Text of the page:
# sum of infinite roots? [duplicate]

What is the sum of this infinite series of roots: $$\sqrt{1+\sqrt{2+\sqrt{3+\sqrt{4 + \cdots+\sqrt{\infty}}}}}$$

This is an interesting expression because the increase created by the addition of the next term is offset by the square root introduced with the next term. the key is determining what the relationship between these two is exactly

I know it converges on an irrational number around 1.75 as I have tried computing it for a few small iterations. But I was wondering how to algebraically simplify this expression.

I have tried many things and ways to manipulate the expression but to no avail.

## marked as duplicate by Chris Culter, Thomas Andrews, Nick Peterson, Amitesh Datta, StahlJan 10 '14 at 6:21

• Can you prove that the expression actually converges? – Igor Rivin Jan 10 '14 at 4:19
• no i cant, i only assumed – Rizzy C Jan 10 '14 at 4:26
• To show convergence, see: mathworld.wolfram.com/HerschfeldsConvergenceTheorem.html. But after that, how do you even know that the number is irrational? – Nick D. Jan 10 '14 at 4:26
• Actually, it is not known whether this number is irrational. – Julien Godawatta Jan 10 '14 at 4:34
• The $\large\infty$ in the formula avoids to write $\large n$ and put in from of it the $\large\lim_{n \to \infty}$. It's clearly understood, by people who know have 'to read between lines' ,that is a short cut. You can leave it there. – Felix Marin Jan 10 '14 at 4:37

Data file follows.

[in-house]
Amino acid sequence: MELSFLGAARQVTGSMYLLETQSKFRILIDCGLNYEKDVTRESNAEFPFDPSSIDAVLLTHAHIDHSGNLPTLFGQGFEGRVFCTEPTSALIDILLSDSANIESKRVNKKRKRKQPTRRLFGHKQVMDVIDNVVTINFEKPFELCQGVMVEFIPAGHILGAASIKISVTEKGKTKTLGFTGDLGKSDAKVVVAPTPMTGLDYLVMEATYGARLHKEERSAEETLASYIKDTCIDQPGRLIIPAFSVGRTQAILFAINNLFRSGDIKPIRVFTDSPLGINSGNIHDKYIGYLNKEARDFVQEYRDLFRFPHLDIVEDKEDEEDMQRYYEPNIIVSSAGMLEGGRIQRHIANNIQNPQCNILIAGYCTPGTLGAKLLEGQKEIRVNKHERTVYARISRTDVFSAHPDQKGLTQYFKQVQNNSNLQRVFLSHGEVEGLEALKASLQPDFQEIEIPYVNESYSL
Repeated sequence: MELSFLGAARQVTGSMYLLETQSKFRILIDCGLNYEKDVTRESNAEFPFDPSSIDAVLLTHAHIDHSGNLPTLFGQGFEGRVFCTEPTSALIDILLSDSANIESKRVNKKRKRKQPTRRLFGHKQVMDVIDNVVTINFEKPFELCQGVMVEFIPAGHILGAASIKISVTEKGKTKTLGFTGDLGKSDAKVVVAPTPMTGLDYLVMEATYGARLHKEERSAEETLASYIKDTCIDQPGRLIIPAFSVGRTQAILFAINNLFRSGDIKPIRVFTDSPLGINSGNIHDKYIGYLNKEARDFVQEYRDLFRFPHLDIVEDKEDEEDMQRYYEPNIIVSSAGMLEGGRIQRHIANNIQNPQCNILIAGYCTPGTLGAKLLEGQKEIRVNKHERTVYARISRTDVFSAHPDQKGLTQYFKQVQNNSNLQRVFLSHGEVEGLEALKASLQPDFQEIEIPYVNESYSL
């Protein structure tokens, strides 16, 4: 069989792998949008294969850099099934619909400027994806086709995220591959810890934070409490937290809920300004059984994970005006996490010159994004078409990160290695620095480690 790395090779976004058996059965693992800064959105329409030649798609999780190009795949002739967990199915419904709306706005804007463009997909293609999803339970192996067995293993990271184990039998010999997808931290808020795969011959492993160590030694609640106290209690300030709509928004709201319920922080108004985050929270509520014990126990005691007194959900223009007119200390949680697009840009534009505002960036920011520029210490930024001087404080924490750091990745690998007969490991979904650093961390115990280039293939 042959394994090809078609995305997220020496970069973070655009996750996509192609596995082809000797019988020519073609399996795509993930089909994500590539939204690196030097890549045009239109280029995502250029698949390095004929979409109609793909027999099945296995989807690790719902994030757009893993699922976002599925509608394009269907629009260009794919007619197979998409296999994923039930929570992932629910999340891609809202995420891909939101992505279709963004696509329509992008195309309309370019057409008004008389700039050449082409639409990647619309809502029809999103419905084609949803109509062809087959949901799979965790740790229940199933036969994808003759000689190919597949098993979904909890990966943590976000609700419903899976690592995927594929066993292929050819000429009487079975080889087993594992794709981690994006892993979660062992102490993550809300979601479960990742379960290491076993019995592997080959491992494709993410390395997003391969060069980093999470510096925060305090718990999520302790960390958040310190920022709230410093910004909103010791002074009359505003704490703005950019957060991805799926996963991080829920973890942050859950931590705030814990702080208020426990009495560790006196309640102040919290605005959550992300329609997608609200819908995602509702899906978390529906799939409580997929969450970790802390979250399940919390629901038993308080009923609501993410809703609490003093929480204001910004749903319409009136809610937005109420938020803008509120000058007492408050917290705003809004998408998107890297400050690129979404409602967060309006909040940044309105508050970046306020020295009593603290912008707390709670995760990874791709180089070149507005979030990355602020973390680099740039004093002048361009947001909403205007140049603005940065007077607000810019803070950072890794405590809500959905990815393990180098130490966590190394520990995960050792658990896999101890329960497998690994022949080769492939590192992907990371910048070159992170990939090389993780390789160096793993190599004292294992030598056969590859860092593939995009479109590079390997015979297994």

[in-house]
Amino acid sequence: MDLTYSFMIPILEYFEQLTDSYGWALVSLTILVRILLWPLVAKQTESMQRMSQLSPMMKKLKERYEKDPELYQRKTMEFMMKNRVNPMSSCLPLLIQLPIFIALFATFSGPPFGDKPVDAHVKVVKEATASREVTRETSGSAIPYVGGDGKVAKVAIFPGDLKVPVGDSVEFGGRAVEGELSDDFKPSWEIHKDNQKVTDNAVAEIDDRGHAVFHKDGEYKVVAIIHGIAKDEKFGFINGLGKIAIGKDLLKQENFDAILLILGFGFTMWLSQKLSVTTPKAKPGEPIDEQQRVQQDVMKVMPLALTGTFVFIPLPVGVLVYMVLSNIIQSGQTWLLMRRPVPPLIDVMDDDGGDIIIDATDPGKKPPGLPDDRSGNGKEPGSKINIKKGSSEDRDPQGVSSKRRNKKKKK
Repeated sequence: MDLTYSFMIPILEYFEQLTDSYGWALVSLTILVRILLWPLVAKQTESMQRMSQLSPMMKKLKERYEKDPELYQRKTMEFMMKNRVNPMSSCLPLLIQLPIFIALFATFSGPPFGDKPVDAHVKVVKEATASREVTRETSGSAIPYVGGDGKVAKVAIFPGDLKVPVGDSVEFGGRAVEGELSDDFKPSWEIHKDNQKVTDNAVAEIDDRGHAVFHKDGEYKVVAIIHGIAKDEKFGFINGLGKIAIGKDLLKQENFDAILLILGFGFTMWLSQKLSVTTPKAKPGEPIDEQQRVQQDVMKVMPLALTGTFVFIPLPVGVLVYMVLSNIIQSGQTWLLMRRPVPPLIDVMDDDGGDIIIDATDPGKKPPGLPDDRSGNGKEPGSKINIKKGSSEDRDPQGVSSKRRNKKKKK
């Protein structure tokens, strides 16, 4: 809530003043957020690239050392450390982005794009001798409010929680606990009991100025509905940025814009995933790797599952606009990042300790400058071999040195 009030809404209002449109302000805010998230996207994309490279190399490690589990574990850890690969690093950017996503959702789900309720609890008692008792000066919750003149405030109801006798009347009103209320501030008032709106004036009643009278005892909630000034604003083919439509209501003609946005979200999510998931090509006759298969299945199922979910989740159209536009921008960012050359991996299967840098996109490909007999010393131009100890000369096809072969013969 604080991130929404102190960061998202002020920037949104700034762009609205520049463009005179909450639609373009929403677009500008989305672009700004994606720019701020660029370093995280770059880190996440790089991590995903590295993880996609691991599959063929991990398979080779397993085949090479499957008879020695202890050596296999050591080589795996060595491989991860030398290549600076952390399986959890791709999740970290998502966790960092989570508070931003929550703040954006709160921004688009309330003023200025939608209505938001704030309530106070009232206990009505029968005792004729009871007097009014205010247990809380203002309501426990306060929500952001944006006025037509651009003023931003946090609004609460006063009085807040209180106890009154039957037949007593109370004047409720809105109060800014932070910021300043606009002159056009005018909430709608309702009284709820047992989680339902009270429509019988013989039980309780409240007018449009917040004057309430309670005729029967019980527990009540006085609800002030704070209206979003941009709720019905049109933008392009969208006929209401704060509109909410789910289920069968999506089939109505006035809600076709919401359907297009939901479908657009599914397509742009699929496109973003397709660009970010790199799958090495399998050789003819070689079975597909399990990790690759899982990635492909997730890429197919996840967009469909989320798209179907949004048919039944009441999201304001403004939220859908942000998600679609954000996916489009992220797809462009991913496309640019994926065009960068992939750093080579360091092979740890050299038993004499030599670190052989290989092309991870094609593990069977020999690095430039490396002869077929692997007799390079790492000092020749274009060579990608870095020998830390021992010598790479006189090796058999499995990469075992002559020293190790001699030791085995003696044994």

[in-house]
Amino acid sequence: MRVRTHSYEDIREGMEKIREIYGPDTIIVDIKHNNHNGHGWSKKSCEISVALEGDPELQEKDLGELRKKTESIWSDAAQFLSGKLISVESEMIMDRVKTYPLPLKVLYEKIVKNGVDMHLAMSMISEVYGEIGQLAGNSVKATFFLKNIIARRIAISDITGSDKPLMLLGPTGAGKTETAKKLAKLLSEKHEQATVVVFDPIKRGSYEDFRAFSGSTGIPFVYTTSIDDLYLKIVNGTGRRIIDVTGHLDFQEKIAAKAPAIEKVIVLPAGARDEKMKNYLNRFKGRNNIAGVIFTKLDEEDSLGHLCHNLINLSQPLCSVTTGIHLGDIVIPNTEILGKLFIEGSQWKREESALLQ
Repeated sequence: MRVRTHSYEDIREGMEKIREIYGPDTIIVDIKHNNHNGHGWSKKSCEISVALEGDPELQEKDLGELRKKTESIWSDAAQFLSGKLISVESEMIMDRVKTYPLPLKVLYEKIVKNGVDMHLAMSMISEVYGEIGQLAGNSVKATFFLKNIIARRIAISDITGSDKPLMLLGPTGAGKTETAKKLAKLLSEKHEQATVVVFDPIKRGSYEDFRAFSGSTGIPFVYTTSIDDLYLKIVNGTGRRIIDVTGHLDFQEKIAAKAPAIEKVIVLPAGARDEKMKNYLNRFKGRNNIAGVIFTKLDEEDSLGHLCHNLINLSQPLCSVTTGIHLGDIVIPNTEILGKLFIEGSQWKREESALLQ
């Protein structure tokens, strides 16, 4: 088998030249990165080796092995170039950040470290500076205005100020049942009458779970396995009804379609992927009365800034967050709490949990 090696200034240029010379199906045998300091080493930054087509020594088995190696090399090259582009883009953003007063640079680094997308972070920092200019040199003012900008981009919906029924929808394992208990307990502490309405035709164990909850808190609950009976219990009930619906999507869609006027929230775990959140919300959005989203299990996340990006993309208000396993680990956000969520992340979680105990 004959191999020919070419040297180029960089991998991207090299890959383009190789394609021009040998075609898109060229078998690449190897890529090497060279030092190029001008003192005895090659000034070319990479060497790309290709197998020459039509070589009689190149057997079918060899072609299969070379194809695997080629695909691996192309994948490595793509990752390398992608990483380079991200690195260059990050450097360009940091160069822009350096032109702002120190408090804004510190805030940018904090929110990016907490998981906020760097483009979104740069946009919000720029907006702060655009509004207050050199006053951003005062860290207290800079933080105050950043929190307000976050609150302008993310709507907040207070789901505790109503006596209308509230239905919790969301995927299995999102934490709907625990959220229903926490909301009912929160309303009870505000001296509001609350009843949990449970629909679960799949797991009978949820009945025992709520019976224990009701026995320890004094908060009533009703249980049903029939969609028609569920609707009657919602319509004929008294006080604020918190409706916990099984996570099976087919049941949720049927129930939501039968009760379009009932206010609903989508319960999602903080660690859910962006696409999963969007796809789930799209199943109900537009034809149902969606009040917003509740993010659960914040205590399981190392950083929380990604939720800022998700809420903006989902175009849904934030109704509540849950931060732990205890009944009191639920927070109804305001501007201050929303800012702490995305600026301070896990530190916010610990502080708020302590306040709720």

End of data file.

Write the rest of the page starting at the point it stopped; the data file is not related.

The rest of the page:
$\newcommand{\+}{^{\dagger}}% \newcommand{\angles}[1]{\left\langle #1 \right\rangle}% \newcommand{\braces}[1]{\left\lbrace #1 \right\rbrace}% \newcommand{\bracks}[1]{\left\lbrack #1 \right\rbrack}% \newcommand{\ceil}[1]{\,\left\lceil #1 \right\rceil\,}% \newcommand{\dd}{{\rm d}}% \newcommand{\ds}[1]{\displaystyle{#1}}% \newcommand{\equalby}[1]{{#1 \atop {= \atop \vphantom{\huge A}}}}% \newcommand{\expo}[1]{\,{\rm e}^{#1}\,}% \newcommand{\fermi}{\,{\rm f}}% \newcommand{\floor}[1]{\,\left\lfloor #1 \right\rfloor\,}% \newcommand{\half}{{1 \over 2}}% \newcommand{\ic}{{\rm i}}% \newcommand{\iff}{\Longleftrightarrow} \newcommand{\imp}{\Longrightarrow}% \newcommand{\isdiv}{\,\left.\right\vert\,}% \newcommand{\ket}[1]{\left\vert #1\right\rangle}% \newcommand{\ol}[1]{\overline{#1}}% \newcommand{\pars}[1]{\left( #1 \right)}% \newcommand{\partiald}[3][]{\frac{\partial^{#1} #2}{\partial #3^{#1}}} \newcommand{\pp}{{\cal P}}% \newcommand{\root}[2][]{\,\sqrt[#1]{\,#2\,}\,}% \newcommand{\sech}{\,{\rm sech}}% \newcommand{\sgn}{\,{\rm sgn}}% \newcommand{\totald}[3][]{\frac{{\rm d}^{#1} #2}{{\rm d} #3^{#1}}} \newcommand{\ul}[1]{\underline{#1}}% \newcommand{\verts}[1]{\left\vert\, #1 \,\right\vert}$ Hint: $$a_{1} = \root{1 + \root{a_{2}}}\,,\quad a_{2} = \root{2 + \root{a_{3}}}\,, \ldots\,, a_{n} = \root{n + \root{a_{n + 1}}}$$ Then, $\ds{a_{n + 1} = \pars{a_{n}^{2} - n}}^{2}$. $\tt\mbox{Calculate}$ $a_{1}$.